David Kelsey, a gifted scientist stuck in a menial job, is obsessed by the girl who got away - Annabelle. When David took his out of state job to make money to marry the girl of his dreams, the girl of his dreams married another man. But this doesn't stop David from pursuing her. He buys a house in a nearby town, decorating it with items he knows Annabelle will like, and living a double life within his mind on these weekends he spends at his house. For while David is a model citizen to those who share the boarding house he lives in, few are aware of the lies David has told and his increasingly stalker-like behavior of the married Annabelle. When David's letters and phone calls only serve to outrage Annabelle's husband, David finds the idyllic false life he has built up for himself take a murderous turn. Yet he cannot give up the life he has created for the one that is real, no matter how much further into trouble he plunges.

"The Sweet Sickness" is an enjoyable read, but it can be a bit wearisome at times and is perhaps more dated than other Highsmith works. It also seems that the story is overly long, at least by one hundred pages, and maybe would've functioned better as a short story. As it is, events seem repetitive and the reader will find himself wishing that David would come back to reality already. A unique concept but not executed quite as well as other Highsmith novels which have stood the test of time.
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5 of 6 people found the following review helpful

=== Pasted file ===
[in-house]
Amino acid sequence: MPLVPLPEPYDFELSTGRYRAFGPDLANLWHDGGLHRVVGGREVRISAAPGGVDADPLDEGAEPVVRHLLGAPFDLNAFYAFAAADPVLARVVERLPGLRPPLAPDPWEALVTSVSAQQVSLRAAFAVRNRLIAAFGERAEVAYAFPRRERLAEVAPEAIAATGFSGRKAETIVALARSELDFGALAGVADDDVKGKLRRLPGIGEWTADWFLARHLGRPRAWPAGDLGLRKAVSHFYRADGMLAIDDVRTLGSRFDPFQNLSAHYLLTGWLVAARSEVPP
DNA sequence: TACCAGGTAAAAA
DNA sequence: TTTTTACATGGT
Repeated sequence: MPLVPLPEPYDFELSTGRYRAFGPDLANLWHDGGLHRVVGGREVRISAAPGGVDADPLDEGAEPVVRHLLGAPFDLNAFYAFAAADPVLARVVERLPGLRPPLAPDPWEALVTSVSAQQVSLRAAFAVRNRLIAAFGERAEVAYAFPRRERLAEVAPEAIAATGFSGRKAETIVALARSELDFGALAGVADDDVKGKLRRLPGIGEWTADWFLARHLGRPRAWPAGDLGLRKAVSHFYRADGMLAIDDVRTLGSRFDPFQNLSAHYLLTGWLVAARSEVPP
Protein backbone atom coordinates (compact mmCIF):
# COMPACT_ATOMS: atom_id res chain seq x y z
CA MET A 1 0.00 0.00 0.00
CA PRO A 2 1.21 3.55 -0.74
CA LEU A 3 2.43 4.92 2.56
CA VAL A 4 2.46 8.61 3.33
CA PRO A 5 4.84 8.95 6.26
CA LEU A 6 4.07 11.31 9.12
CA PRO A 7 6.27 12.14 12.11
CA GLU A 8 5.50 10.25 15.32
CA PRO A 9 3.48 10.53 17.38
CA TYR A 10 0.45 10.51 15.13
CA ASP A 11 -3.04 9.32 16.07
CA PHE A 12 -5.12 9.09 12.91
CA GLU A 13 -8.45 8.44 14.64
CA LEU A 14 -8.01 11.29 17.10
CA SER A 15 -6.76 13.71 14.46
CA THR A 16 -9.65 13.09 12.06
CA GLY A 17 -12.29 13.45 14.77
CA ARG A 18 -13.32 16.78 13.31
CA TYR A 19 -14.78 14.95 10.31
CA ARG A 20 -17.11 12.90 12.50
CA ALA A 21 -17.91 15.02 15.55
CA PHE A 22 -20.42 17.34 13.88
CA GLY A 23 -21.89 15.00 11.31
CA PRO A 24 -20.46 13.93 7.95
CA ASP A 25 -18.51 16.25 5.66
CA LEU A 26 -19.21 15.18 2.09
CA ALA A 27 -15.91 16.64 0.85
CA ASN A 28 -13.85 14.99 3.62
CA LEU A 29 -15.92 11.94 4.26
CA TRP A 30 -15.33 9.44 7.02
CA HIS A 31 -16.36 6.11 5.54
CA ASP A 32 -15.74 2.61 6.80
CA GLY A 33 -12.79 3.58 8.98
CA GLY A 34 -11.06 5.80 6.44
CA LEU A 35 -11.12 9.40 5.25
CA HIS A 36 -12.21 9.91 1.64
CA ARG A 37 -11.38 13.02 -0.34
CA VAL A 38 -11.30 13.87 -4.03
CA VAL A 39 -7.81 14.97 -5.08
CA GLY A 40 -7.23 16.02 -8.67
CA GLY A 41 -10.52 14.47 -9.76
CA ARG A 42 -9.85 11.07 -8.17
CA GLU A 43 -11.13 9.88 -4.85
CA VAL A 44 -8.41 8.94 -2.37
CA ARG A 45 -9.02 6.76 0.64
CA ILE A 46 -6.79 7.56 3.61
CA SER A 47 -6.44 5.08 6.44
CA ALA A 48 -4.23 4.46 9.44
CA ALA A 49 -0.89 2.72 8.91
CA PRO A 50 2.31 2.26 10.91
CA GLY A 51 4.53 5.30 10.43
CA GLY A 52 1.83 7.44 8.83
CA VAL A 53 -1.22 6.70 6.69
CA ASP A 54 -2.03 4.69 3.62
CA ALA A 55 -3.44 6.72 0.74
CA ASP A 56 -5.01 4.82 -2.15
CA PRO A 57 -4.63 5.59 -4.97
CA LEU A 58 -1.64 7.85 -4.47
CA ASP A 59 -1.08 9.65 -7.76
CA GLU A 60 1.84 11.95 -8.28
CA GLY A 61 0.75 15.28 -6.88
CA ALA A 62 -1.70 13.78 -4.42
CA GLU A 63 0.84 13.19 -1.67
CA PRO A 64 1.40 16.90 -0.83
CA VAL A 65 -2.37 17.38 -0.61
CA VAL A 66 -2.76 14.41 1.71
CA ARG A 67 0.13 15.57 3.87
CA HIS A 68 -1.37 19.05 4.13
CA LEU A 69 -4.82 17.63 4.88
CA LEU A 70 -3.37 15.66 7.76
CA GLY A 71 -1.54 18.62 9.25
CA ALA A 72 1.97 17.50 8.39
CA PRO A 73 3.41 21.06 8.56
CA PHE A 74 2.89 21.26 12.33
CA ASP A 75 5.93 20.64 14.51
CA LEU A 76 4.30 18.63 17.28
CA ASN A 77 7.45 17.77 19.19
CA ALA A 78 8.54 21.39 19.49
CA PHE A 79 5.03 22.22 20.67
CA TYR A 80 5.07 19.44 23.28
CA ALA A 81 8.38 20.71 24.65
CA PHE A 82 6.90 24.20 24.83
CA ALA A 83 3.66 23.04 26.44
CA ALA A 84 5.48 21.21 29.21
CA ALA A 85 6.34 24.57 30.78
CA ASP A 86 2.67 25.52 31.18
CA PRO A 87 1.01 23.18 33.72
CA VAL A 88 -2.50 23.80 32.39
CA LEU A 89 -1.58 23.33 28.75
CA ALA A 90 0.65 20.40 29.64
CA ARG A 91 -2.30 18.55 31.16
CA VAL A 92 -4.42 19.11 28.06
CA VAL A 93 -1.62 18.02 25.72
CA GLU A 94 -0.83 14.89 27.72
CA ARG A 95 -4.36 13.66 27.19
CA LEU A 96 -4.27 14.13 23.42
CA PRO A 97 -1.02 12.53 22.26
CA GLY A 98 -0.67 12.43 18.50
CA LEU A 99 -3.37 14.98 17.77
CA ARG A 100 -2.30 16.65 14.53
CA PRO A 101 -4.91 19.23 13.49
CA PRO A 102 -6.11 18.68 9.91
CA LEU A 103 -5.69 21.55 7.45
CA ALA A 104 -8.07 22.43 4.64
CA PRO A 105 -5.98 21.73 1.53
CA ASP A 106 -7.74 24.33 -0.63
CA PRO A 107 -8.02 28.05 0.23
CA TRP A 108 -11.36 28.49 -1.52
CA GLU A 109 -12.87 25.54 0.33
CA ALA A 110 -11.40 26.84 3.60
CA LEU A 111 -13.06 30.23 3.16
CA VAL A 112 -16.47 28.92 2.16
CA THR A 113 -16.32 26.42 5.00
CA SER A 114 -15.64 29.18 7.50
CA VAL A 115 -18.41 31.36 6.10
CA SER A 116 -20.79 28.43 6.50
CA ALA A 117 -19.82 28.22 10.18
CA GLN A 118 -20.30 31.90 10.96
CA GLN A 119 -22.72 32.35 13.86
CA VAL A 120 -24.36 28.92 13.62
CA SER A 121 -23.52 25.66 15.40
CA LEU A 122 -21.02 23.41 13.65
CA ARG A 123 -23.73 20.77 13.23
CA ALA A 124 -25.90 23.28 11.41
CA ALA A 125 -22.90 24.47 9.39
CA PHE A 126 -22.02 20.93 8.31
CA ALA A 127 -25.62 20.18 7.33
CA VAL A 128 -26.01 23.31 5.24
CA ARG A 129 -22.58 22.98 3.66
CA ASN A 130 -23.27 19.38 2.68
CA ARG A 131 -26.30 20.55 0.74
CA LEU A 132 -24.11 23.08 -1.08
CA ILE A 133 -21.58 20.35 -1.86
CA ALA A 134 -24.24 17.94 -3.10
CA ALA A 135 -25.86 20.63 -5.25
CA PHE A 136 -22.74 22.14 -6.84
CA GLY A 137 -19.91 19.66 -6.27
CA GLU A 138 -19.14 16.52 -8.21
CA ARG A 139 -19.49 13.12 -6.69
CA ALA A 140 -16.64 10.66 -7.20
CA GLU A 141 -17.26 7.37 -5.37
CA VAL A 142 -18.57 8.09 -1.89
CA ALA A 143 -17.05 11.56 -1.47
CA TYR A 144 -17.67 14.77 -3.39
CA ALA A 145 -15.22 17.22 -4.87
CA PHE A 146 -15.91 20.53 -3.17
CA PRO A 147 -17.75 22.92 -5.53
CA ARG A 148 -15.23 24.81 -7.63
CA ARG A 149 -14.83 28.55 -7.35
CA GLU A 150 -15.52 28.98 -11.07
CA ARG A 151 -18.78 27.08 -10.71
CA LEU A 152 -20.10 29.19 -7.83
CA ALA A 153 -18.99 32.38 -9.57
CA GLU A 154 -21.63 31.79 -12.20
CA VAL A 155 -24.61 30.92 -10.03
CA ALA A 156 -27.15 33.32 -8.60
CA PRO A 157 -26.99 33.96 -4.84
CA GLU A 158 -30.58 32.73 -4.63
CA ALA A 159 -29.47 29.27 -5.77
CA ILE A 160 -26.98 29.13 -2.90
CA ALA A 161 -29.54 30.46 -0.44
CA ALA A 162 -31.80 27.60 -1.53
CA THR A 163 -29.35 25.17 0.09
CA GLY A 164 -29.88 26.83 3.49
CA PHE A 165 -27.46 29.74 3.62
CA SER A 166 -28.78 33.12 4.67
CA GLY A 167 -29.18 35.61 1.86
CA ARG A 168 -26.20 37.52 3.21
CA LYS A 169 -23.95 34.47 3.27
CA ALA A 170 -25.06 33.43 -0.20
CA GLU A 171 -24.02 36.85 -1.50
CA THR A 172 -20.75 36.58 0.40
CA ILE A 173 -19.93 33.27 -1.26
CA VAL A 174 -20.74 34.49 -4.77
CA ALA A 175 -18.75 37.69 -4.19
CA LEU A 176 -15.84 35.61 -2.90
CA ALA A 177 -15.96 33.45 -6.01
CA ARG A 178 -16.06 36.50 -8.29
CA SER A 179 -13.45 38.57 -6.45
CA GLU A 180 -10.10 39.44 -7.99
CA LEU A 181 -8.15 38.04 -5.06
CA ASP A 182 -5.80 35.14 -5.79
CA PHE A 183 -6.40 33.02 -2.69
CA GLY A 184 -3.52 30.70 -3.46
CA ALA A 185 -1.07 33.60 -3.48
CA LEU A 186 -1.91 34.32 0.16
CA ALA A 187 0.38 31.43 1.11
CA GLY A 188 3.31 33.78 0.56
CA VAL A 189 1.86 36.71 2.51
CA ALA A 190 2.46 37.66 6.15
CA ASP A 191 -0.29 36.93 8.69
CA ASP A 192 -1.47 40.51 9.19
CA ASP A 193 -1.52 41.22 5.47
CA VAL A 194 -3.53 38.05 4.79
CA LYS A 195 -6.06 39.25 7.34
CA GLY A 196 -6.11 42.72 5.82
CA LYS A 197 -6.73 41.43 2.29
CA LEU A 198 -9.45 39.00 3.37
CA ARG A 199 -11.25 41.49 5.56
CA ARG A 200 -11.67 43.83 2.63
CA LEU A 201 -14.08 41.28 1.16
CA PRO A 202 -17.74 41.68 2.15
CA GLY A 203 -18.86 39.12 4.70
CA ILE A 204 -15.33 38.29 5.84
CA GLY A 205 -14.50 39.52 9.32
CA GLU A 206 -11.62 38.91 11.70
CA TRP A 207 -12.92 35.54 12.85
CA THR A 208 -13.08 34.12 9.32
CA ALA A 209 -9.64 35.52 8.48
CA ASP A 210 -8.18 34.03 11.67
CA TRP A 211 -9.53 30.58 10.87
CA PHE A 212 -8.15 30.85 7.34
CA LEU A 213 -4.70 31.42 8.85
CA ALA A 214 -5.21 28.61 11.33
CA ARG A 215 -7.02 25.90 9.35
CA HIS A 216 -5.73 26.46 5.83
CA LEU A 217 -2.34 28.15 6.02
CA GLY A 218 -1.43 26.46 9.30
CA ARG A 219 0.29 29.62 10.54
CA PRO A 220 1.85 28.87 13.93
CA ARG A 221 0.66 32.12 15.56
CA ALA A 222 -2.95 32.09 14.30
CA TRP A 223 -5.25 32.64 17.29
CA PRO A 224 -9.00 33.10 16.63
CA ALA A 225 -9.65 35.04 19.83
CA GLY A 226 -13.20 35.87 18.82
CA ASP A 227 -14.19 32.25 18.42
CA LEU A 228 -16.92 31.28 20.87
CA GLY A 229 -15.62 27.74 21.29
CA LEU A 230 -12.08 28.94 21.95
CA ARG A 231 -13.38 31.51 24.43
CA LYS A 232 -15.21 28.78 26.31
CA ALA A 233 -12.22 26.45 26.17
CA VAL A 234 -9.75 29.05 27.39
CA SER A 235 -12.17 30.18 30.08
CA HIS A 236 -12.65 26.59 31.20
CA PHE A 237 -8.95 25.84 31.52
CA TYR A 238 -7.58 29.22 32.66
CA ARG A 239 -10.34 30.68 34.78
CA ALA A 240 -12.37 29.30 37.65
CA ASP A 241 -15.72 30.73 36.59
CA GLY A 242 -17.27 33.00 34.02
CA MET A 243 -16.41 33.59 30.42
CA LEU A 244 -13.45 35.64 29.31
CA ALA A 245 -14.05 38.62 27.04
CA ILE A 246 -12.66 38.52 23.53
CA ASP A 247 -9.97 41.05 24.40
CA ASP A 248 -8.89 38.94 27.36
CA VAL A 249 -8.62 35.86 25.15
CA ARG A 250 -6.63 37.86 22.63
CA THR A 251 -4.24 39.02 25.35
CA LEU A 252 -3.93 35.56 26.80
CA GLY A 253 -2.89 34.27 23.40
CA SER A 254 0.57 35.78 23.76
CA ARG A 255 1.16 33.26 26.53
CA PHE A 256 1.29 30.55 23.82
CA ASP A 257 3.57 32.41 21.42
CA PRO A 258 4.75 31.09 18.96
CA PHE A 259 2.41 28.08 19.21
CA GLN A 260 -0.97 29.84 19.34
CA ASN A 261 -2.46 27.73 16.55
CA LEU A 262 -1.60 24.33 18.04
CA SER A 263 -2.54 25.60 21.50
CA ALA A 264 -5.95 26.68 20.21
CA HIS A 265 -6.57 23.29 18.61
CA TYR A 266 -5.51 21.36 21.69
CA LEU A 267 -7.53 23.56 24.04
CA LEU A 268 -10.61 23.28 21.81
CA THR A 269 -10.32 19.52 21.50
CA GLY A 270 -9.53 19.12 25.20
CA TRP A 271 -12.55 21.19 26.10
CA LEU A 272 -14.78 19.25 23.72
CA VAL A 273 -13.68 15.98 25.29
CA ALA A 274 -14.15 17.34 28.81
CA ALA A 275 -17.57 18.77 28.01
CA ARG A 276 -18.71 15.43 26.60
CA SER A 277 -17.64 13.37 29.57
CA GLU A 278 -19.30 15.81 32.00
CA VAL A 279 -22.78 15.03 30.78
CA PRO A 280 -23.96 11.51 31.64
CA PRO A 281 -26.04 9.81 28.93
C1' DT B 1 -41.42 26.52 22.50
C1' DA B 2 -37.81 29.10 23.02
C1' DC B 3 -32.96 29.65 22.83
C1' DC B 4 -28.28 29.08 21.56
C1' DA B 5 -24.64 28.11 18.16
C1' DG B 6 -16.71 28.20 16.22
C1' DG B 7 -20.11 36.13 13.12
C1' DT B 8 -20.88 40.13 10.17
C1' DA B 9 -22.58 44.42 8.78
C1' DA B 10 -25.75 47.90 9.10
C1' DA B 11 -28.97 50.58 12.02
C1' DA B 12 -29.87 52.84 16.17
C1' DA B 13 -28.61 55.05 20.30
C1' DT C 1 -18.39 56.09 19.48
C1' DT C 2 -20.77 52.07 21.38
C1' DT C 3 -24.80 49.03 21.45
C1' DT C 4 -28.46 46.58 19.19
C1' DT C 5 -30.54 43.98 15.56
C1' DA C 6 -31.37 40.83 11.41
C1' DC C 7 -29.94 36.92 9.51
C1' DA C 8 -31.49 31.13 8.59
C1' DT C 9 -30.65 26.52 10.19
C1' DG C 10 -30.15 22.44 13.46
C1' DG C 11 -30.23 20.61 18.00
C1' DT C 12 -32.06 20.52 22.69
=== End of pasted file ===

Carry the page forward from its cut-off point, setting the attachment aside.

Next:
4.0 out of 5 stars Very Good, but much like others by Highsmith., July 15, 2005
By 
Hans Castorp (Devon, Pa United States) - See all my reviews
(VINE VOICE)   
This review is from: This Sweet Sickness (Paperback)
If you like the Ripley series, this one is very similar, though the oddball chemical engineer obsessed in an unrequited affair is not nearly as sick as Ripley, and in fact may not really be a criminal at all, except for his posing under a fictitious name, another Ripley trait. Set in late 1950's Hudson Valley, NY, with short scenes in Hartford and LaJolla,Ca., one is still amazed at the incredible deviousness which this author specialized in. Also, the slow deterioration of a near genius, very successful young engineer absolutely obsessed by his ex girlfriend, who politely rejects him, but who won't give up his obsessive pursuit. Well worth reading, though maybe not Highsmith at her absolute pathological best.